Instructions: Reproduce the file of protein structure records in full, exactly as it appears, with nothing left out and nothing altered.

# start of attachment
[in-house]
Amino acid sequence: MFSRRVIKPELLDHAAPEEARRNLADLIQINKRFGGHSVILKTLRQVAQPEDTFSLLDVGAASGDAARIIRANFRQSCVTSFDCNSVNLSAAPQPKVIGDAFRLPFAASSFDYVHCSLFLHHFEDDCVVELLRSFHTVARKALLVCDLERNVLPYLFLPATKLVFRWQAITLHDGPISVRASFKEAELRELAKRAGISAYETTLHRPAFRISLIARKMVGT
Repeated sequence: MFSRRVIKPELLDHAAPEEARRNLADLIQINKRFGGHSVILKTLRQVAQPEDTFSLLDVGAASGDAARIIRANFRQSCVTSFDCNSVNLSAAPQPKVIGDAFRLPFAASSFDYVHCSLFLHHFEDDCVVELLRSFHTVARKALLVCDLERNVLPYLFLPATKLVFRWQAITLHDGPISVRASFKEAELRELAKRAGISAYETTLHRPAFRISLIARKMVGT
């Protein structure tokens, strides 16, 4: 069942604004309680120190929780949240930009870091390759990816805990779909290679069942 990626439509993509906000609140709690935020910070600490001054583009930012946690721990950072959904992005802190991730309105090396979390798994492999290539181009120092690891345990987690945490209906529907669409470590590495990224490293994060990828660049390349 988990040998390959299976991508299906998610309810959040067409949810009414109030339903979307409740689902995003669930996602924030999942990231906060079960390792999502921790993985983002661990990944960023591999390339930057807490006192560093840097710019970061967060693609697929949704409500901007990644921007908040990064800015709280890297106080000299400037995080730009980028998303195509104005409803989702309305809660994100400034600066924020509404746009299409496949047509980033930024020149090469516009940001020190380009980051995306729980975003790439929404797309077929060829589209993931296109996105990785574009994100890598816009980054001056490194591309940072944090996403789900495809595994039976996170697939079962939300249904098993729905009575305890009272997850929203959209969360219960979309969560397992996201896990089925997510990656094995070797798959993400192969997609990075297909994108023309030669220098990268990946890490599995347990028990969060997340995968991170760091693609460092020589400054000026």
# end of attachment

[in-house]
Amino acid sequence: MFSRRVIKPELLDHAAPEEARRNLADLIQINKRFGGHSVILKTLRQVAQPEDTFSLLDVGAASGDAARIIRANFRQSCVTSFDCNSVNLSAAPQPKVIGDAFRLPFAASSFDYVHCSLFLHHFEDDCVVELLRSFHTVARKALLVCDLERNVLPYLFLPATKLVFRWQAITLHDGPISVRASFKEAELRELAKRAGISAYETTLHRPAFRISLIARKMVGT
Repeated sequence: MFSRRVIKPELLDHAAPEEARRNLADLIQINKRFGGHSVILKTLRQVAQPEDTFSLLDVGAASGDAARIIRANFRQSCVTSFDCNSVNLSAAPQPKVIGDAFRLPFAASSFDYVHCSLFLHHFEDDCVVELLRSFHTVARKALLVCDLERNVLPYLFLPATKLVFRWQAITLHDGPISVRASFKEAELRELAKRAGISAYETTLHRPAFRISLIARKMVGT
């Protein structure tokens, strides 16, 4: 069942604004309680120190929780949240930009870091390759990816805990779909290679069942 990626439509993509906000609140709690935020910070600490001054583009930012946690721990950072959904992005802190991730309105090396979390798994492999290539181009120092690891345990987690945490209906529907669409470590590495990224490293994060990828660049390349 988990040998390959299976991508299906998610309810959040067409949810009414109030339903979307409740689902995003669930996602924030999942990231906060079960390792999502921790993985983002661990990944960023591999390339930057807490006192560093840097710019970061967060693609697929949704409500901007990644921007908040990064800015709280890297106080000299400037995080730009980028998303195509104005409803989702309305809660994100400034600066924020509404746009299409496949047509980033930024020149090469516009940001020190380009980051995306729980975003790439929404797309077929060829589209993931296109996105990785574009994100890598816009980054001056490194591309940072944090996403789900495809595994039976996170697939079962939300249904098993729905009575305890009272997850929203959209969360219960979309969560397992996201896990089925997510990656094995070797798959993400192969997609990075297909994108023309030669220098990268990946890490599995347990028990969060997340995968991170760091693609460092020589400054000026």